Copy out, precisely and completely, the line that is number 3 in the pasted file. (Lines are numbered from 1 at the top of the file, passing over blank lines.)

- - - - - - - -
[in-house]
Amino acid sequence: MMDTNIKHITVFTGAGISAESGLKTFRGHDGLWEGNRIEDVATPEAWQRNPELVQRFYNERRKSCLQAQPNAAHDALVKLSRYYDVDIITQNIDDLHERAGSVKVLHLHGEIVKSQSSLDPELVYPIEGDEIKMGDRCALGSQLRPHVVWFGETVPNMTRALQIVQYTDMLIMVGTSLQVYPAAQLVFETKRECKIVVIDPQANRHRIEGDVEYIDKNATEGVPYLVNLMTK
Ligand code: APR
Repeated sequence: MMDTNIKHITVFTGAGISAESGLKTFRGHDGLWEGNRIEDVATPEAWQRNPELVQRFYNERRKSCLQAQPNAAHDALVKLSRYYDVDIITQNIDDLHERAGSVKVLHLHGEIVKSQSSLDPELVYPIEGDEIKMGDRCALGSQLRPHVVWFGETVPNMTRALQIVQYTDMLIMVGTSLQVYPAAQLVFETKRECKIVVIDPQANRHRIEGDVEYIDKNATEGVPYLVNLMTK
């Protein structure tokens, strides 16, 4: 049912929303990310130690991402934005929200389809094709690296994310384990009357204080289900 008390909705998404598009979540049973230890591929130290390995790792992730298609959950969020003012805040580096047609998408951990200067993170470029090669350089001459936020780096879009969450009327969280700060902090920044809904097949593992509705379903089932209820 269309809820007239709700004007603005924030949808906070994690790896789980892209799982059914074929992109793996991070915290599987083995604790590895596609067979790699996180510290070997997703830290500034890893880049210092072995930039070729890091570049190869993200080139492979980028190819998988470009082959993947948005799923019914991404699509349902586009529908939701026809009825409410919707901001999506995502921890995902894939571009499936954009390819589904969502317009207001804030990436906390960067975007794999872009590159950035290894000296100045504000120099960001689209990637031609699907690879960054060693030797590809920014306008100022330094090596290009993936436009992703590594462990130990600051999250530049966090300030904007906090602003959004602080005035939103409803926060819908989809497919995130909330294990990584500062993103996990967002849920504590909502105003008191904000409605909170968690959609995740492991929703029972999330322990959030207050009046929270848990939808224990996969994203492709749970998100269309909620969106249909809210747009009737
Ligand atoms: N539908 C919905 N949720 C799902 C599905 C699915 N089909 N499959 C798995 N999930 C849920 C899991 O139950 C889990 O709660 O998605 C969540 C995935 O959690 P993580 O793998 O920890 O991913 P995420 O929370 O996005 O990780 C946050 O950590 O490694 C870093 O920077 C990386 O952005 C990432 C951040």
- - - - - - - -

Ligand code: APR